JPMorgan, Government Reach “Tentative” $13 Billion Deal Over Mortgage Bonds

Doesn't include resolution to ongoing criminal probe

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Jerome Favre / Bloomberg / Getty Images

Updated: Saturday, October 19, at 3:25 p.m.

JPMorgan Chase & Co. are near to settling a federal investigation into its mortgage practices through a tentative $13 billion deal with the U.S. Justice Department, reports the Wall Street Journal.

The record agreement includes JPMorgan Chase doling out approximately $4 billion to the Federal Housing Finance Agency on behalf of financial agencies Freddie Mac and Fannie Mae, which claimed the bank misled them in the quality of mortgages sold during the housing bubble, sources close to the discussions told the Journal.

The deal will require the bank to continue cooperating in an ongoing criminal probe, which Attorney General Eric Holder has refused to drop, related to the bank’s history of mortgage bonds sales and its role in the mortgage crisis that began in 2008.

The particular language of the deal is still being hammered out.

More recently JPMorgan Chase reported a third quarter net loss of $380 million on Oct. 11, citing legal costs.

[Wall Street Journal]

This post was updated to reflect JPMorgan Chase & Co.’s tentative deal with the Justice Department.



Babu G. Ranganathan

Many in society have been taught to believe that the public has no right to tell corporations what to do with their money any more than a private citizen has the right to tell his neighbor what to do with the money he earns from a business or store. This is not a fair analogy.

True enough that a private citizen doesn't have the right to tell his neighbor what to do with his money but the public does have the right to tell corporations what to do with their money. Why? Because corporations couldn't exist without very special and unique government help. Corporations are special legal entities that have unique rights, privileges, and protections given by government that ordinary citizens and business owners do not have. And, since the government in a democracy like ours comes from the people (the majority in society) the people have the right to determine how corporations act and how they spend their money. The majority in a democracy own the franchise of government!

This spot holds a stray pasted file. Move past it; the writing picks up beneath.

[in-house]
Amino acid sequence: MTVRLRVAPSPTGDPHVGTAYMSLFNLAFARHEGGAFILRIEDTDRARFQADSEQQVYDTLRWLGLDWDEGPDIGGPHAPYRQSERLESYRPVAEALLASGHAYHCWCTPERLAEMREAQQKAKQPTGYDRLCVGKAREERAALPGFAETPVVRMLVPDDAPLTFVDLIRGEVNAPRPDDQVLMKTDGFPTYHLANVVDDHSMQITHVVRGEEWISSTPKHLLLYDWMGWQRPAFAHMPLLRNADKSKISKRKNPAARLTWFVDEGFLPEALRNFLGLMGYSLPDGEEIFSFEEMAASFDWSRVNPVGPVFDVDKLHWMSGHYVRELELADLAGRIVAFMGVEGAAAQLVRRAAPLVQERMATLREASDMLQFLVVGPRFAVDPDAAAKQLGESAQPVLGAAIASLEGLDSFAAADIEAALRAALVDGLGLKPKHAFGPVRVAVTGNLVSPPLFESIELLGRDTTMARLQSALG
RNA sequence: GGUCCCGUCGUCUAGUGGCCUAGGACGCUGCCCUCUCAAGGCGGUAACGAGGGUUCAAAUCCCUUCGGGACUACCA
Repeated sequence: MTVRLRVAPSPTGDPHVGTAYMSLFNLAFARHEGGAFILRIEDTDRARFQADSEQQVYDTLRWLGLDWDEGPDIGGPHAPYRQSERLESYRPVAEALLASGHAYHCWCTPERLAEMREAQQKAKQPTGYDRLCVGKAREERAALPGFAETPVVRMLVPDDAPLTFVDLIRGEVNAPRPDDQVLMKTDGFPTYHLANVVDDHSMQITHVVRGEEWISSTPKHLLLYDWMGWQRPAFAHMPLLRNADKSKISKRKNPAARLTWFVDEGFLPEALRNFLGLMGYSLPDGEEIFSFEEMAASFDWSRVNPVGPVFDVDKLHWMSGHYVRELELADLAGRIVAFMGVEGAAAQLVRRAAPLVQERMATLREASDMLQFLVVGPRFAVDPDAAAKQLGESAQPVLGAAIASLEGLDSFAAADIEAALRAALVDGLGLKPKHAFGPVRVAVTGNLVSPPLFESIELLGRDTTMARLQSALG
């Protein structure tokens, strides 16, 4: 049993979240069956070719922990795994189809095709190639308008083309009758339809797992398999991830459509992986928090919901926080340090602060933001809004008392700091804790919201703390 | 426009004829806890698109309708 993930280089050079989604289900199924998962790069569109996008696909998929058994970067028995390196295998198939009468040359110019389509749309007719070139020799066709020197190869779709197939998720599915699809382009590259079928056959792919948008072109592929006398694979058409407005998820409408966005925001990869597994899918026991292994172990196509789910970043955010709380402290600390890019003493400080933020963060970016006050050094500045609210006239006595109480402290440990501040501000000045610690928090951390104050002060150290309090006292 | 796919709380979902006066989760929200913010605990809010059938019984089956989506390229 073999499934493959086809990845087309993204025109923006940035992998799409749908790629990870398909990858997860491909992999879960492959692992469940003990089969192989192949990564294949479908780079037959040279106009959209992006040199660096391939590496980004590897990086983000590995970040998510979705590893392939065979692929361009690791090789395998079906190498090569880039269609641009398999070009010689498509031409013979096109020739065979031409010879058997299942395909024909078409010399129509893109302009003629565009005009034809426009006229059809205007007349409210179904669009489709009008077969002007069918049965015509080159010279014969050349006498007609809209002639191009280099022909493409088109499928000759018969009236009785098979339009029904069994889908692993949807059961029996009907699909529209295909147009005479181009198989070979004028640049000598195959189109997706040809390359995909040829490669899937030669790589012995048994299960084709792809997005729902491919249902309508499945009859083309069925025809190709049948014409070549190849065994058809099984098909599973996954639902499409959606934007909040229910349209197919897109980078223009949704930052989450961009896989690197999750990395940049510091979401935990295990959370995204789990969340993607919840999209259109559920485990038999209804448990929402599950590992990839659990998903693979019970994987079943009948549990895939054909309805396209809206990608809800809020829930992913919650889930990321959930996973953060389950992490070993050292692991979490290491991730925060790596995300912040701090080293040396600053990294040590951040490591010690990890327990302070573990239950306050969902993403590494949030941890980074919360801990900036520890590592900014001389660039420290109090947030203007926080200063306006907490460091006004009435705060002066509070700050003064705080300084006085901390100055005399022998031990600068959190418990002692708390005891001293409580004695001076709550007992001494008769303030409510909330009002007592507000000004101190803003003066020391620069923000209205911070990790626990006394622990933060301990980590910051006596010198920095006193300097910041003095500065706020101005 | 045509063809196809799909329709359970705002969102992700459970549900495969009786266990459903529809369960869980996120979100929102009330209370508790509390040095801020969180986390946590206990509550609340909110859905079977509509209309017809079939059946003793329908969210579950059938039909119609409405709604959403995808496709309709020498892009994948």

Therefore, the public has a right to demand something from corporations in exchange for giving corporations the right to exist. Would I not have the right, even as a private citizen, to demand something from a business built on my property? The same logic applies to the relationship between the public (society) and corporations. Corporations cannot hide behind the specious argument of rugged individualism!

Many in our society have been brainwashed to believe that an absolutely free market place with no government controls or regulations would automatically fix our nation's problems. Have we forgotten already that the Great Depression of the early 1930's was the direct result of a free market economy with no government control or regulation?

Rugged individualism teaches that the individual has the right to benefit from social and economic interactions with society, but that society has no right to demand any benefit from the individual.